Harvey Firestone founded the Firestone Tire and Rubber Company here, in 1900. Bridgestone Corporation bought it in 1988, becoming Bridgestone/Firestone.
This is one of its research facilities, and Laura Kocsis is one of its scientists. According to her, it all starts with this.
I’ve got to say this feels rubbery. Oh, man, it’s also stinky!
LAURA KOCSIS (Bridgestone Americas): Yep. So, that’s natural rubber.
DAVID POGUE: Oh. This is what comes out of the tree?
LAURA KOCSIS: Yep. So, it comes out of the tree, we process it, and it turns it into what you have in your hands right now.
DAVID POGUE: It becomes this?
LAURA KOCSIS: Yes.
DAVID POGUE: Natural rubber begins as sticky, runny, white liquid, called latex. It’s found in more than 2,000 plants including dandelions, but most of the world’s natural rubber comes from trees like these, the Hevea brasiliensis, better known as the rubber tree.
Natural latex is about 55 percent water with particles of rubber suspended in it. And if you could zoom into one of the particles, you’d see it’s like a tangled bunch of spaghetti. Each noodle is a long molecular chain called a polymer.
LAURA KOCSIS: To get to a polymer, you start with monomers, which is one chemical unit. And that’s represented by these paperclips, here.
DAVID POGUE: This, here, is one chemical unit?
LAURA KOCSIS: Yep, consider that one chemical unit.
DAVID POGUE: Meaning what? A molecule?
LAURA KOCSIS: Yep, one molecule.
DAVID POGUE: So, for natural rubber, what, what molecule are we talking about?
LAURA KOCSIS: So, we’re talking about isoprene.
DAVID POGUE: Isoprene. Okay.
Here’s what isoprene looks like. It’s a molecule with five carbons bonded to each other and to eight hydrogens. In natural rubber, isoprenes are bonded together, one after another, to make a chain, a polymer, just like the chain of paper clips Laura showed me.
LAURA KOCSIS: Once you get to tens of thousands of these units linked together, you end up with natural rubber.
DAVID POGUE: Oh, tens of thousands?
LAURA KOCSIS: Yep.
DAVID POGUE: Okay.
LAURA KOCSIS: Tens of thousands.
DAVID POGUE: In their natural state, the rubber polymer chains can become easily entangled, as they coil up. But when you stretch them out, the chains straighten out and align themselves in the direction of the stretch. Let them go, and the molecules return back to their coiled-up states, giving rubber its signature “boinginess.”
So, if it’s rubber, it should be a little boingy.
LAURA KOCSIS: Yep. It’s going to bounce.
DAVID POGUE: Okay. That’s very boingy. I’m sure here at Bridgestone, you use that as a chemical property, the “boinginess.”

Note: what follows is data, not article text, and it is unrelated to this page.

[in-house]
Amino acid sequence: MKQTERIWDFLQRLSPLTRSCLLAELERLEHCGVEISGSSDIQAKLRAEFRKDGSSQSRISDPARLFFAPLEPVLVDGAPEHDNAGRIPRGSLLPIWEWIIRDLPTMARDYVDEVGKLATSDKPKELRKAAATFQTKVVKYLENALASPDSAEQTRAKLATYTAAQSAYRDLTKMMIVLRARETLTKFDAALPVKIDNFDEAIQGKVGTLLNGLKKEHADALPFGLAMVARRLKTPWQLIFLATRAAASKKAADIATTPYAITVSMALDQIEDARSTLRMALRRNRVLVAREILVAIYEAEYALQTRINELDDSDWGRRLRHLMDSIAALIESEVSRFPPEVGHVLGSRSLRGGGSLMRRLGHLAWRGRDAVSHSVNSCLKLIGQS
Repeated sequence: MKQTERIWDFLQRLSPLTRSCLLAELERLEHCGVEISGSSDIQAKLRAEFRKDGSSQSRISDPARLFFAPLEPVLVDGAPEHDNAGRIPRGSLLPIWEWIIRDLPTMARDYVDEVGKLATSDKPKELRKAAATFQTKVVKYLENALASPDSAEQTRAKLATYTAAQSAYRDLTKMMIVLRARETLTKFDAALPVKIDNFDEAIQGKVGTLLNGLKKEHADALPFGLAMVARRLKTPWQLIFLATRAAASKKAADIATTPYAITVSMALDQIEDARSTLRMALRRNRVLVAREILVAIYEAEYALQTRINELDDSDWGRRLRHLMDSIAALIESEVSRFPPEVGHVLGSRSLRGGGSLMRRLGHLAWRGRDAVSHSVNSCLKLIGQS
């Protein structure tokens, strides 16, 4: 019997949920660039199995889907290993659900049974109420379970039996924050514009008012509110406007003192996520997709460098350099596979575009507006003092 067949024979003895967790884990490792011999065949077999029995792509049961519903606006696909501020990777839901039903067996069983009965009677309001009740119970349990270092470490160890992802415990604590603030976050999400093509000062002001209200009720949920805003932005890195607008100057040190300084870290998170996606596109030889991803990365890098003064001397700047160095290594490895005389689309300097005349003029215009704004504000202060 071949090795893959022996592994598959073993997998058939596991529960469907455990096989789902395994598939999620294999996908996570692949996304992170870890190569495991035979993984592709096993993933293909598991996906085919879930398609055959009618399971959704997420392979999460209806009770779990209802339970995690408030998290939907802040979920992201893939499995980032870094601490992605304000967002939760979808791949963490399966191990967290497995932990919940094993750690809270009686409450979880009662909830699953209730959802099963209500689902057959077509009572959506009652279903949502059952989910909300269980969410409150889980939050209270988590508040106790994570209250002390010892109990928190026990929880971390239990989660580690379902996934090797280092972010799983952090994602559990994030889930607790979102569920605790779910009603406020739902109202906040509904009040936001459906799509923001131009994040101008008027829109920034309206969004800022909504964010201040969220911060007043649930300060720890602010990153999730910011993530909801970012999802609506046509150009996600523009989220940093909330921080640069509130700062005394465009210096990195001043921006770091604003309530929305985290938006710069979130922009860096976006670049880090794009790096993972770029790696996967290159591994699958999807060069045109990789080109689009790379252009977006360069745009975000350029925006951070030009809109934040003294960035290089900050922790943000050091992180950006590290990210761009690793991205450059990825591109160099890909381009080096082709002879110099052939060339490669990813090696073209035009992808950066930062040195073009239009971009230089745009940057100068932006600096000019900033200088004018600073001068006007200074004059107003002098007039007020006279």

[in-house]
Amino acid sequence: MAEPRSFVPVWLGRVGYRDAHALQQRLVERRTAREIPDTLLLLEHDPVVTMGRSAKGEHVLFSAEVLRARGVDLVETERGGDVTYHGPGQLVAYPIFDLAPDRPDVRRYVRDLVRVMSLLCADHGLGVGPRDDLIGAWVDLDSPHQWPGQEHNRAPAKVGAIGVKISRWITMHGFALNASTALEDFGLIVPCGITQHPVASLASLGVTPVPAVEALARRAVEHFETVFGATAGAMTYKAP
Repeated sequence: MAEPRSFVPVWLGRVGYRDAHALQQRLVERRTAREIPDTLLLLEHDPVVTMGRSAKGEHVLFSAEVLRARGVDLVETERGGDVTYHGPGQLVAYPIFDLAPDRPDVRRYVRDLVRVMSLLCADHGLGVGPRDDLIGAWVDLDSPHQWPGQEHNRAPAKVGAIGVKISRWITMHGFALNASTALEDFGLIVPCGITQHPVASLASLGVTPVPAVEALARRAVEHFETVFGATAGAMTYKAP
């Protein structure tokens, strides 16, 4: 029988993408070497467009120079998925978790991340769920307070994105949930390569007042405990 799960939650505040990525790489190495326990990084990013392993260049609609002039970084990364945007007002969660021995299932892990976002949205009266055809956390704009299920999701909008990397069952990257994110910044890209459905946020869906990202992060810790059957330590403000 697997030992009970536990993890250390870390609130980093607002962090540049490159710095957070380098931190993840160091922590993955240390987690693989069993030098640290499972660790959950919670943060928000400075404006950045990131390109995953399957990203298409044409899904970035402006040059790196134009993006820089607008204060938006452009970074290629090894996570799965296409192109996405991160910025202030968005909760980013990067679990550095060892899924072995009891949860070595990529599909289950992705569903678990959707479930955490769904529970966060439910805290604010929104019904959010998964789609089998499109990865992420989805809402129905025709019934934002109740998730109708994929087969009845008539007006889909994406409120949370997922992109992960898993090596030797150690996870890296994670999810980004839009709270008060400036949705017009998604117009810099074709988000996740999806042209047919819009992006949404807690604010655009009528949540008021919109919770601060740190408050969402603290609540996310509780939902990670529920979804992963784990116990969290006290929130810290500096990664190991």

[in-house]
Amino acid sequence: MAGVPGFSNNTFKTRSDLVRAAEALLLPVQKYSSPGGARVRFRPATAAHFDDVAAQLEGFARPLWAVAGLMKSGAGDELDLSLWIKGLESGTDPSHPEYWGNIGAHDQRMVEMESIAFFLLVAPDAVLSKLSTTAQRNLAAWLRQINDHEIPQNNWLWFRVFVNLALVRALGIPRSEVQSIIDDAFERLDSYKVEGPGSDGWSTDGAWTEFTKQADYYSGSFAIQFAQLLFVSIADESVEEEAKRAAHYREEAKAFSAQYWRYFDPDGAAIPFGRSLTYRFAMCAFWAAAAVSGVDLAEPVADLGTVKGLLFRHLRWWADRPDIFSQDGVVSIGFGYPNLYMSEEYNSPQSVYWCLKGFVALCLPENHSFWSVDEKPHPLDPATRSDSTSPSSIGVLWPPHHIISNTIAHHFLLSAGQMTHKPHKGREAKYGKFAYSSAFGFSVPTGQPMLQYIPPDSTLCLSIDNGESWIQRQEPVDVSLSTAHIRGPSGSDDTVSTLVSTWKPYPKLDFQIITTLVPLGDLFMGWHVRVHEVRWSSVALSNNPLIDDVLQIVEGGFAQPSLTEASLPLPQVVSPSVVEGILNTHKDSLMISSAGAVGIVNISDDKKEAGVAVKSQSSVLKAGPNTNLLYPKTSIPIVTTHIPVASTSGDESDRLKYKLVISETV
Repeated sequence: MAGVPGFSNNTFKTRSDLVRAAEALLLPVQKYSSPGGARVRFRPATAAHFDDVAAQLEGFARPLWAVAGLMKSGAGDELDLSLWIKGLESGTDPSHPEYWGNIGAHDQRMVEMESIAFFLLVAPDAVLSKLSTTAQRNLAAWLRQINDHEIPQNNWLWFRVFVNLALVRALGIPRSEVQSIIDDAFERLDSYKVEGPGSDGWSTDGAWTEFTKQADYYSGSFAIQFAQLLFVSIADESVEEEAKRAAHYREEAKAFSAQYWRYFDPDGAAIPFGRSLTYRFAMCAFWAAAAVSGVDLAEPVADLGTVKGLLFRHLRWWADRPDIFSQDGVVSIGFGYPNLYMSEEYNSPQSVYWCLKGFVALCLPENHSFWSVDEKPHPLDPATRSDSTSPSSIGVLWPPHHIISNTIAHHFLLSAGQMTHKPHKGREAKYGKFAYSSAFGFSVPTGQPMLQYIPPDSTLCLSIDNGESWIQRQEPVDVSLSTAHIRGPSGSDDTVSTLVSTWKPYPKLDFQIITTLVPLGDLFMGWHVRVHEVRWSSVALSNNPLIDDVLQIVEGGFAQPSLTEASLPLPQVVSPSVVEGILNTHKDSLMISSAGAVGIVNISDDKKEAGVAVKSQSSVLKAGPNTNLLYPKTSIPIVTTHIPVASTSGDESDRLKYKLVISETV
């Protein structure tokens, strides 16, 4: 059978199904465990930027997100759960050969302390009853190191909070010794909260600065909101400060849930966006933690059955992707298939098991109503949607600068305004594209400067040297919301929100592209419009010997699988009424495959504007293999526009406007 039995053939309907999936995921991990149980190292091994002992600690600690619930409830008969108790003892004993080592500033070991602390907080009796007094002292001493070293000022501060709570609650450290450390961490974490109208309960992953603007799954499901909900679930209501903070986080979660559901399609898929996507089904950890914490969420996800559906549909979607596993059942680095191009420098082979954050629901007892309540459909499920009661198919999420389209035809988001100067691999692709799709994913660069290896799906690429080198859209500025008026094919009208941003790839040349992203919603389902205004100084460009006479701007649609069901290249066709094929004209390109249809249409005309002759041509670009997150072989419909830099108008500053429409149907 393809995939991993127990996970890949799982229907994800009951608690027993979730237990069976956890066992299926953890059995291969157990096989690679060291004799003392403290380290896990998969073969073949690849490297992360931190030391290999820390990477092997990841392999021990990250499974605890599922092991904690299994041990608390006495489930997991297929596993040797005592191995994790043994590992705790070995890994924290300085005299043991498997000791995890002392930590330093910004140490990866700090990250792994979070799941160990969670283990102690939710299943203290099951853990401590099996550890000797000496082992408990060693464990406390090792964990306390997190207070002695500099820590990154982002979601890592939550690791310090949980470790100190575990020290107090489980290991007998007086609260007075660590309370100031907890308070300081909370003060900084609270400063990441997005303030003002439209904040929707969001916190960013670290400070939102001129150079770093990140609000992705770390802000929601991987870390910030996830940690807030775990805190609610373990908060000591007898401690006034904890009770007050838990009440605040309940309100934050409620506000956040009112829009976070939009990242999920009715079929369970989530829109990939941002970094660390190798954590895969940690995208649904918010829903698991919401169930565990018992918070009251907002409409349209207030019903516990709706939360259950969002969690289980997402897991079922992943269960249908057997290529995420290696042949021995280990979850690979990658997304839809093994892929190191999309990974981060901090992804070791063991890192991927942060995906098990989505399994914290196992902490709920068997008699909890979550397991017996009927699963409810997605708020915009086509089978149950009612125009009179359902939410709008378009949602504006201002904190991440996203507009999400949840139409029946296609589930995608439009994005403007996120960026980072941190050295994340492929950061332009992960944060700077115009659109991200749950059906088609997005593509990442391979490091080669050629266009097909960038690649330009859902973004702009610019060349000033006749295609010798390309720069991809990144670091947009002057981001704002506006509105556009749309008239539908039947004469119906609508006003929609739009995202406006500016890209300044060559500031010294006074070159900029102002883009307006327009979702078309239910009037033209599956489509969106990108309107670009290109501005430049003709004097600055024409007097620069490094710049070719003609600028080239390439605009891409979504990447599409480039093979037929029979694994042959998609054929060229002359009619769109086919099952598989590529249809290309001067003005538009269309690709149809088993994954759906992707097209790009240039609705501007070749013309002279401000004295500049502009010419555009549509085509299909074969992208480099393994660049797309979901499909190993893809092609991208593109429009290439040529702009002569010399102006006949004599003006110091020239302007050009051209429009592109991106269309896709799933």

LAURA KOCSIS: Yes. Very technical.
DAVID POGUE: Oh, man!
Natural rubber is often an ingredient in tires, but it’s not the only one. Today, many tires include synthetic rubber, made out of other monomers, not found in latex.
Oh, ho. I’m sensing more polymers.
LAURA KOCSIS: Yes.
DAVID POGUE: More chains of molecules. What do these represent?
LAURA KOCSIS: So, these are different configurations of polymers that we can make in our laboratory. Natural rubber is made of only one type of monomer. Here, we can use different types and bring them together, with our chemistry.
DAVID POGUE: And each way of linking them together produces different qualities in the tire that will result?
LAURA KOCSIS: Yep. So, maybe the amount of monomer can make a difference in the properties, how they’re configured can make a difference. And that’s basically what we do here is find different ways of putting them together, so that we can achieve the properties that we want.
DAVID POGUE: Wow.
Natural rubber, synthetic rubber, turns out, there’s even more that goes into “tire” rubber. Here in the test lab, technicians mix all the ingredients together, like carbon black and silica, which reinforce the tire. Another key ingredient is sulfur, element number 16 on the periodic table.
The resulting blob then gets rolled into sheets, cut into squares, for testing, and baked at high temperature, in a process called “vulcanization.”
Charles Goodyear discovered the process, in 1839, when he accidentally spilled a mixture of rubber and sulfur on a stove. He named it after Vulcan, the Roman god of fire.
Cooking the rubber-sulfur mixture causes the sulfur to chemically bond the rubber’s polymer chains to each other, forming crosslinks between them. Bill Niaura, Bridgestone’s Director of Innovation, shows me the result.
So, this little bowtie, this was cut out of one of those squares before vulcanization?
BILL NIAURA (Bridgestone Americas): It was.
DAVID POGUE: And this is what rubber looks like after that vulcanization?
BILL NIAURA: Correct.
DAVID POGUE: So, the only difference between these two is this one was super-heated for a while?
BILL NIAURA: Correct.
DAVID POGUE: All right. And, according to you, something property-wise has changed?
BILL NIAURA: It has. Why don’t you take the uncured one and stretch it.
DAVID POGUE: All right, this guy, just pull it. Oh, wow.
BILL NIAURA: What you’ll feel are the polymer chains flowing apart, it’s acting like a liquid. It’s viscous.
DAVID POGUE: It feels…
BILL NIAURA: When you…
DAVID POGUE: …exactly like gum, stretching gum.